Participation is the active involvement of children and young people in decision-making regarding issues that affect their lives. It is crucial in the context of child protection and welfare systems and how they respond to the needs of children and young people. The purpose of this paper is to report on the evaluation of child and family participation in an early intervention and prevention programme implemented by the Irish Child and Family Agency. It provides an analysis of a comprehensive, “whole organization” approach to understand how participation is embedded in policy and practice.
This paper reports on a comparative qualitative case study of the perspectives of managers and practitioners about participation practice, identifying the facilitators and barriers, as well as their perspectives of the sustainability of participation within the agency and its partners. The authors draw on two complementary, theoretically informed studies evaluating participatory practice within the Agency using qualitative interviews with participants.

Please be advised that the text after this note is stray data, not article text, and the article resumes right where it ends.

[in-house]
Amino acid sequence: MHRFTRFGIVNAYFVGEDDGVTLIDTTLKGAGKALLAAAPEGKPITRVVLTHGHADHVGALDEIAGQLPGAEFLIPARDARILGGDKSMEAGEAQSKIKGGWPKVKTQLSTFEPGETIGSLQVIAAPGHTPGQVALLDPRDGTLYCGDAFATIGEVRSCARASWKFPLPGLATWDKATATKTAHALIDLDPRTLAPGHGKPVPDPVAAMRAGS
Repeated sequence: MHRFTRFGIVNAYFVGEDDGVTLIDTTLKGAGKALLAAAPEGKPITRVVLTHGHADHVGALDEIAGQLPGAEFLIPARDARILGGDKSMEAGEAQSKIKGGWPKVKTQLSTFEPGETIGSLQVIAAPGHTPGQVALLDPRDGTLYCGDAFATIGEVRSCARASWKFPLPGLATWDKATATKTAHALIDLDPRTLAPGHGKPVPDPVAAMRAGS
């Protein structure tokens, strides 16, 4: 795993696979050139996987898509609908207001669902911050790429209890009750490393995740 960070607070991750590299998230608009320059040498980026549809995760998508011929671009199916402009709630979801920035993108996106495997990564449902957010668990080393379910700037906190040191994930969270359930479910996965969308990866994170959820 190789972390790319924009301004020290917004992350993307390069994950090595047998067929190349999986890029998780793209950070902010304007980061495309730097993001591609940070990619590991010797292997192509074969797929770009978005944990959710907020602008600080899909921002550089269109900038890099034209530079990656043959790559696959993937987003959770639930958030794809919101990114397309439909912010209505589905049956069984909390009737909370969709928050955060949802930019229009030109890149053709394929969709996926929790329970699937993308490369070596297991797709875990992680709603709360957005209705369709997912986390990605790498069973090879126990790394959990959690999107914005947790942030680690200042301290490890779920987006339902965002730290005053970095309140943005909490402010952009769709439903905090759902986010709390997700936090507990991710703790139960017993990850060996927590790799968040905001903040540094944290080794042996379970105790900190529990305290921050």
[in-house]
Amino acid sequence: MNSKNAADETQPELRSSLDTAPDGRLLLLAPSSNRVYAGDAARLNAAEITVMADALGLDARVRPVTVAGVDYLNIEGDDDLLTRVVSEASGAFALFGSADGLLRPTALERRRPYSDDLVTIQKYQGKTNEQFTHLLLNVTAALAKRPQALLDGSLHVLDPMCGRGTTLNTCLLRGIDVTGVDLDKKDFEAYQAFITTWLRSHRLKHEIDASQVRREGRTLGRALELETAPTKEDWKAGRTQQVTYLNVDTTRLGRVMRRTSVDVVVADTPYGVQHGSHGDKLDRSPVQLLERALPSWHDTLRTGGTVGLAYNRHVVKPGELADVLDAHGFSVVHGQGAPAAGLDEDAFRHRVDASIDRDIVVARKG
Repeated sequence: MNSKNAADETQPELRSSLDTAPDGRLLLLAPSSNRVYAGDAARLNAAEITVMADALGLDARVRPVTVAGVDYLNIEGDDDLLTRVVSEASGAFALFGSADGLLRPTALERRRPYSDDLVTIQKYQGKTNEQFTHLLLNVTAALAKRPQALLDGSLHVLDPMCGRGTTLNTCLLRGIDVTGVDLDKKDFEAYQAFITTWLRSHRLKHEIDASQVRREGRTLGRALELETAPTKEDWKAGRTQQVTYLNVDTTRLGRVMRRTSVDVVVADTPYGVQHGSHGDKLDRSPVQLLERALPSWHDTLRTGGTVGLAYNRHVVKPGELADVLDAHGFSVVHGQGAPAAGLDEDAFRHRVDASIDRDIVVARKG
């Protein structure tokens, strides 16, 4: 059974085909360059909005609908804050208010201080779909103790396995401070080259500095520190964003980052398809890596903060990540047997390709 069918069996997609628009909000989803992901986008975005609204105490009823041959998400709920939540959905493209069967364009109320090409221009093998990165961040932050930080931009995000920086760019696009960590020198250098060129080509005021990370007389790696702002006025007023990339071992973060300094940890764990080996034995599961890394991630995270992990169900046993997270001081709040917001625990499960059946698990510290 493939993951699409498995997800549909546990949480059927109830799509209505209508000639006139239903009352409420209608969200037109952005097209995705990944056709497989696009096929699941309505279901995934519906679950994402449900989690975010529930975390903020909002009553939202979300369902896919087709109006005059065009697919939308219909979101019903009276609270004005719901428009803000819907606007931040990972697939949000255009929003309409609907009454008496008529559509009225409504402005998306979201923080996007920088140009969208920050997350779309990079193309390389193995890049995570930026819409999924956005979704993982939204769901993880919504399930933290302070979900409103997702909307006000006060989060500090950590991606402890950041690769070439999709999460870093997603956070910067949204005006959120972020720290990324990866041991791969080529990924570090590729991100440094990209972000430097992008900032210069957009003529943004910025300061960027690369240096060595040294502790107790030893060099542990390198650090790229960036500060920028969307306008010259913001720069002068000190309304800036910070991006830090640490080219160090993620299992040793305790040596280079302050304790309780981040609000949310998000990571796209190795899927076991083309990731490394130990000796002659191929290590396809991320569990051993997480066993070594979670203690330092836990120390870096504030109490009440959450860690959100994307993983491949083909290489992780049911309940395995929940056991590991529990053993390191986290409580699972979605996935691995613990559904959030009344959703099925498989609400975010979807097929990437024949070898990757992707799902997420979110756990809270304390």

Overall, managers and practitioners had a positive attitude towards participation and identified examples of best practices. Facilitators included training, access to resources and the quality of relationships. Challenges for meaningful participation remain, such as the need to engage, hard to reach populations. Differences were identified regarding how embedded and sustainable participation was.
This paper provides a critical understanding of participation in practice and how to embed a culture of participation in child protection and welfare.